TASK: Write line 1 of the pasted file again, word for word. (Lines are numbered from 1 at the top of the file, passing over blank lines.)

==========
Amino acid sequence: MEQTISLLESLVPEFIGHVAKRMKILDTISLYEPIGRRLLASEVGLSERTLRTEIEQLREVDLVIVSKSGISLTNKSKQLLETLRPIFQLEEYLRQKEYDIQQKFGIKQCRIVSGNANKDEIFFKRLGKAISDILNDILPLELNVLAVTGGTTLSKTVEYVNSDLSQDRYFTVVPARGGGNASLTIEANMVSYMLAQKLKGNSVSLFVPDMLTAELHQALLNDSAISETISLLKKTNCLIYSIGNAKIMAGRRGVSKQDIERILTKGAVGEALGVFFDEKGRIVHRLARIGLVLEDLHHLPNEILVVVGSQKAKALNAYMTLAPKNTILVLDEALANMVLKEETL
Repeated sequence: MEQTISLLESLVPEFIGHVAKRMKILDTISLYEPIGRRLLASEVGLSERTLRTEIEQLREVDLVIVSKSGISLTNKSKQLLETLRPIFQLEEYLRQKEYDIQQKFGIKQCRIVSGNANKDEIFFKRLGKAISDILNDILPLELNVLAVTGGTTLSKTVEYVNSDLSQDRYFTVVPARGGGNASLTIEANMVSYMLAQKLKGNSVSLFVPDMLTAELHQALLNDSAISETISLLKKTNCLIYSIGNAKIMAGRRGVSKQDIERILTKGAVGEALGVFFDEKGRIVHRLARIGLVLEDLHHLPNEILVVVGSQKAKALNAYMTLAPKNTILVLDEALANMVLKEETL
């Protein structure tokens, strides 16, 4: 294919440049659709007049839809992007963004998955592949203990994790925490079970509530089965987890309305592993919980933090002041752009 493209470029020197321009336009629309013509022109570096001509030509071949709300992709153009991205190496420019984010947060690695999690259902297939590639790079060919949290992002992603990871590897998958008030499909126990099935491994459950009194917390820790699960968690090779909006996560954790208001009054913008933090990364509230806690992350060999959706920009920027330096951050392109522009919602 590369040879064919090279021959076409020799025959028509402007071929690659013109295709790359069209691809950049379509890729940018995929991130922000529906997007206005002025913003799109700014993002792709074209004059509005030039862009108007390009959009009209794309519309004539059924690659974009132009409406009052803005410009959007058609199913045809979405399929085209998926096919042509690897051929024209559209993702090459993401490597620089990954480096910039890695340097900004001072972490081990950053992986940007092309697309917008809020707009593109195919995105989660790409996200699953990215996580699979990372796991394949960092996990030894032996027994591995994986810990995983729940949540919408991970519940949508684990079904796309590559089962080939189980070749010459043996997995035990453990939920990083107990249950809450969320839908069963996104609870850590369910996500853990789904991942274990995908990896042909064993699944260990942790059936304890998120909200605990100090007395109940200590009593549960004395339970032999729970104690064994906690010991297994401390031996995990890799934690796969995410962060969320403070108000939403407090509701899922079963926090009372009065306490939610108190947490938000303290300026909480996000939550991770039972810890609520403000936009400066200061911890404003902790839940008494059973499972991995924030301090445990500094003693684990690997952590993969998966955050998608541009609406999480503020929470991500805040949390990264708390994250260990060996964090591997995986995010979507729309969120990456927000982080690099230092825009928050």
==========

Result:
Amino acid sequence: MEQTISLLESLVPEFIGHVAKRMKILDTISLYEPIGRRLLASEVGLSERTLRTEIEQLREVDLVIVSKSGISLTNKSKQLLETLRPIFQLEEYLRQKEYDIQQKFGIKQCRIVSGNANKDEIFFKRLGKAISDILNDILPLELNVLAVTGGTTLSKTVEYVNSDLSQDRYFTVVPARGGGNASLTIEANMVSYMLAQKLKGNSVSLFVPDMLTAELHQALLNDSAISETISLLKKTNCLIYSIGNAKIMAGRRGVSKQDIERILTKGAVGEALGVFFDEKGRIVHRLARIGLVLEDLHHLPNEILVVVGSQKAKALNAYMTLAPKNTILVLDEALANMVLKEETL